HD and Beyond: The Advantages of Sky Q
Here in the UK, by far the largest provider of subscription TV is Sky. The “Sky Box” has had a long and horrid history with custom installers. They are hard to reliably control and have a reputation for being unreliable. We’ve learned to live with them because they come up at almost every single job. An entire industry has cropped up with accessories to make these things work in a much more expensive whole-home setup. Up until now the boxes have had two tuners and every box needs its own satellite feeds.
Here in the UK, by far the largest provider of subscription TV is Sky. The “Sky Box” has had a long and horrid history with custom installers. They are hard to reliably control and have a reputation for being unreliable. We’ve learned to live with them because they come up at almost every single job. An entire industry has cropped up with accessories to make these things work in a much more expensive whole-home setup. Up until now the boxes have had two tuners and every box needs its own satellite feeds. But just as they changed the game with Sky+, where you could pause live TV and record TV straight to the box itself, Sky are making another sweeping step set to shake things up once more.
Sky have just released an entirely new ecosystem. They’ve called it Sky Q.
The big news for me isn’t how many tuners the new box has (a massive 12) or the fact that (with Sky Broadband) the boxes become wireless access points. It’s not the fact that it doesn’t do 4K yet, or that we don’t know which HDCP version it will employ, it’s how it can deliver content in more ways than one. There’s something I get to see, day in and day out, in my own home that personifies perfectly what Sky Q is all about.
To pick up on a concept I first heard from Peter Aylett of Archimedia, the world is full of two types of people. Digital natives and digital immigrants. There’s a good article at The Technology Source Archives at the University of North Carolina on the subject if you want to read more.
Essentially, these two types of people function very differently. Our home is split down the middle: two adults and two young children. My wife and I are “Digital Immigrants”. Our children are “Digital Natives”. I must add that my wife and I are just on the cusp. We aren’t that old!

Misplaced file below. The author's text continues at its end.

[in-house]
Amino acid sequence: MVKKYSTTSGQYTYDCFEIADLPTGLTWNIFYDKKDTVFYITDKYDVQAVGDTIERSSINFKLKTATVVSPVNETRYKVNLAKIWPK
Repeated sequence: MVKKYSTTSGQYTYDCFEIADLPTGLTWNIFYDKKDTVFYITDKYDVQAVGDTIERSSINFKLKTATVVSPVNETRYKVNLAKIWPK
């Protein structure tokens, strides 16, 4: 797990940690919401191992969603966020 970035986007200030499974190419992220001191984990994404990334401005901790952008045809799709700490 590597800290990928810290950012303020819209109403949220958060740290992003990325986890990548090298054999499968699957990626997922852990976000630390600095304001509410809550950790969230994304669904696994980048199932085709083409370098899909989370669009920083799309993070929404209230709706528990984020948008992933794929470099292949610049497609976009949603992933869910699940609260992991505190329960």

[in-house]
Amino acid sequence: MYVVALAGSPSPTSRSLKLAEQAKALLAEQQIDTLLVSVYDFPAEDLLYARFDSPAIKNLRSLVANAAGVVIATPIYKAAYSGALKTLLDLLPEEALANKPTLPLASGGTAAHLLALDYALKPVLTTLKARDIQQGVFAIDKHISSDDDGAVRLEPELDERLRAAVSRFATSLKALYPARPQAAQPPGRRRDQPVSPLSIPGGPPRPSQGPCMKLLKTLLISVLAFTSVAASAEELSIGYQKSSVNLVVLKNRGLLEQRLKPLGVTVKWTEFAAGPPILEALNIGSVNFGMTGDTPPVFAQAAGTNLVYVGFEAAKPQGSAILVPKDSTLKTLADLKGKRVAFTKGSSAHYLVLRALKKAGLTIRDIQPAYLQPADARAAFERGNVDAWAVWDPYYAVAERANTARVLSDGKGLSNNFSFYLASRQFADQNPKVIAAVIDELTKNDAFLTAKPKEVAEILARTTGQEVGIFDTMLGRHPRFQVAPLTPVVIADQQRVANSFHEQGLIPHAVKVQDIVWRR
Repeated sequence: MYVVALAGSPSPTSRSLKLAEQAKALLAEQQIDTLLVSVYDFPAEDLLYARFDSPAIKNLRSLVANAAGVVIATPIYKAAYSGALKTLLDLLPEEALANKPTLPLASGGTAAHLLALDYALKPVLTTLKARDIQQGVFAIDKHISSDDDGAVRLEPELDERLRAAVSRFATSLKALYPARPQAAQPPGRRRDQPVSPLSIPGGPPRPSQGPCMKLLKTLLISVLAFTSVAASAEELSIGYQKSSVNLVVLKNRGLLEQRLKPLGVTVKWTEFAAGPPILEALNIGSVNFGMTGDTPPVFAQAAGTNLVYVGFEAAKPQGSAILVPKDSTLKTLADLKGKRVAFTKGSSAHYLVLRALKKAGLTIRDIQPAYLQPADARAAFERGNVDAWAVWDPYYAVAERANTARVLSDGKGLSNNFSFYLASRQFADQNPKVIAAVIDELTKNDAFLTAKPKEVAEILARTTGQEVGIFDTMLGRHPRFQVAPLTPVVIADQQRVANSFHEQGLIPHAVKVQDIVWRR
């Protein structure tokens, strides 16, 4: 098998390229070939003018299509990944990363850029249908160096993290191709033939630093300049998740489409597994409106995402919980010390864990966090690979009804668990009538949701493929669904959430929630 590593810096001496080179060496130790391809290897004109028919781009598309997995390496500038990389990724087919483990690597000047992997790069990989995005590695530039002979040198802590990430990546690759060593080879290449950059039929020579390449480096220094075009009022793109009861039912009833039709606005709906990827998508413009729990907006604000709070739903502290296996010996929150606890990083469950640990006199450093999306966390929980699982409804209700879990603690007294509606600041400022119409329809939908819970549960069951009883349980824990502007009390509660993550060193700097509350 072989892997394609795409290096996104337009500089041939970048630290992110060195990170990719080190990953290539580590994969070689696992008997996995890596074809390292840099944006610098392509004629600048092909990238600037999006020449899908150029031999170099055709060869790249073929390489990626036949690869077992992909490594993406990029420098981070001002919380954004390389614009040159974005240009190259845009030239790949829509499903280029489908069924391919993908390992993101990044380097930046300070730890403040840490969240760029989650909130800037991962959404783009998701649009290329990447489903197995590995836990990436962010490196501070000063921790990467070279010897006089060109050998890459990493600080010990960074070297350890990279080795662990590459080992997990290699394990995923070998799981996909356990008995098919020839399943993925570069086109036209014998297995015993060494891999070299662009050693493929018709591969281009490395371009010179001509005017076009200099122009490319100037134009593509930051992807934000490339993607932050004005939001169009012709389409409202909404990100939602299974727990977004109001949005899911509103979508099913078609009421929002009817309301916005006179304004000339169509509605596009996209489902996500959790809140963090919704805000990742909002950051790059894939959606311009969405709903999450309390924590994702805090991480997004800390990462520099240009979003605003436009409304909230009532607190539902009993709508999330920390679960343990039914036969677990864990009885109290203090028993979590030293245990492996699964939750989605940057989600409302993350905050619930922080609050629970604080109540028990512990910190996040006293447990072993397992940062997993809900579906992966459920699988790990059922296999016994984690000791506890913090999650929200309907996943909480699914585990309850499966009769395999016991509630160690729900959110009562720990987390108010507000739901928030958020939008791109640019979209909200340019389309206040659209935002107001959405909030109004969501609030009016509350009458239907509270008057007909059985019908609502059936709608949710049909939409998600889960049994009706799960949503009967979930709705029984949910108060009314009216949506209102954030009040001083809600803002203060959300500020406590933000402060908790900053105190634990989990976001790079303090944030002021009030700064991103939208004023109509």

I like watching my TV, well, on a TV. I like having Blu-ray discs and I enjoy the quality of the image and sound over normal DVD. I experienced the joy and suspense as a child of waiting until Friday night at 6 p.m. to watch the next episode of my favourite TV series. Facebook was born when I was at university. Google was something we saw in BETA, taking over from Ask Jeeves. High-speed Internet wasn’t a thing until I was nearly out of my teens. Sky+ was the biggest thing in TV ever.
On the flip side, my children couldn’t care less. They wish to consume any media they want, when they want and where they want, on the device they want. They can and it’s all they know. The Internet at home and on the move is fast enough for YouTube and on demand services (such as BBC iPlayer). They have no concept of being disconnected.
With Sky Q, you can watch what you’ve recorded to your Sky Q system on devices like iPads and Android tablets and take them with you out of the home.
With Sky Q, you can watch what you’ve recorded to your Sky Q system on devices like iPads and Android tablets and take them with you out of the home. Liberating the content they provide you, allowing its consumption in many more ways than simply via the HDMI connection to your TV. You can pause a programme in one room and send it right to another Sky Q box in another room.
This is the kind of freedom that taps straight into the Digital Native mindset. This is what they’ve come to expect. The Digital Natives are beginning to grow up, get jobs and have the income to look into having this kind of system in their own homes.
Apple haven’t included 4K in the new Apple TV and the new Sky Q setup doesn’t do 4K (yet). They appear to be tapping into the concept that the next generation don’t actually care about the quality of the content, so much as it’s accessibility.
The rise of the digital native is not quite planet of the apes, but Sky Q is perhaps a look at things to come. Are we storing music anymore? We’re streaming it. The death of the iPod classic is a sign of the times. Blu-ray and DVD sales are slowing down. I’m not sure that Blu-ray 4K will be as big a thing as Blu-ray was.
The way the next generation consume their media is not the same as mine. Drastically so. What does that mean for custom installation? What does that mean for HD Video distribution?
The remit of what a custom installer does will change. The next generation will want to carry their digital identity with them when they leave the home. The smartphone the centre of it all. Custom install will remain the creation of smart buildings, eco buildings, I’m sure of that. The traditional end of the market will always be there, popping in centralised racks with distributed content. But we’ve got to be ready for the next generation of customers.
If you aren’t a digital native, you’ve got to understand them. Or risk shrinking your potential customer base. That’s quite scary, does a father ever truly understand his son? I’m not very good at Call of Duty.
Daniel Adams is the Director of Technical at HDanywhere.